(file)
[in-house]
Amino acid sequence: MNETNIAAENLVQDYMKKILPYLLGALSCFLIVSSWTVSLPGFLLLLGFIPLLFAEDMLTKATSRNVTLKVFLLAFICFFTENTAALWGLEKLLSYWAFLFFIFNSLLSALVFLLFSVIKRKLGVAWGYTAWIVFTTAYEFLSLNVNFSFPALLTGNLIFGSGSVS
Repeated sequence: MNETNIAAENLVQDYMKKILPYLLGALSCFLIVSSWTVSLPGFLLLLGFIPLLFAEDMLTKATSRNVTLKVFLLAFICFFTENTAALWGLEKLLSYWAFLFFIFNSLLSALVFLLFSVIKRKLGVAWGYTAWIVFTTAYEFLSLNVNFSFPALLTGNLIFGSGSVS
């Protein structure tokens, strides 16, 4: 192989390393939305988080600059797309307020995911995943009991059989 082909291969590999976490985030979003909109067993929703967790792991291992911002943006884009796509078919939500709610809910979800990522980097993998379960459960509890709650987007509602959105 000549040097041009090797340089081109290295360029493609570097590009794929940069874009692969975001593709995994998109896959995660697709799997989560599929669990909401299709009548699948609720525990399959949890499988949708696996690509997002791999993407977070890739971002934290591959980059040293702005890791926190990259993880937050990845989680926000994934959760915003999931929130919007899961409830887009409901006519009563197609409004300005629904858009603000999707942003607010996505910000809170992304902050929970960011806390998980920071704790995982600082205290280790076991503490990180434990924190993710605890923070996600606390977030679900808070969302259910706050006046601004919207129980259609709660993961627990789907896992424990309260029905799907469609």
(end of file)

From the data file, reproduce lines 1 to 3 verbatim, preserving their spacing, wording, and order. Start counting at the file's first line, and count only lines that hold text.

[in-house]
Amino acid sequence: MNETNIAAENLVQDYMKKILPYLLGALSCFLIVSSWTVSLPGFLLLLGFIPLLFAEDMLTKATSRNVTLKVFLLAFICFFTENTAALWGLEKLLSYWAFLFFIFNSLLSALVFLLFSVIKRKLGVAWGYTAWIVFTTAYEFLSLNVNFSFPALLTGNLIFGSGSVS
Repeated sequence: MNETNIAAENLVQDYMKKILPYLLGALSCFLIVSSWTVSLPGFLLLLGFIPLLFAEDMLTKATSRNVTLKVFLLAFICFFTENTAALWGLEKLLSYWAFLFFIFNSLLSALVFLLFSVIKRKLGVAWGYTAWIVFTTAYEFLSLNVNFSFPALLTGNLIFGSGSVS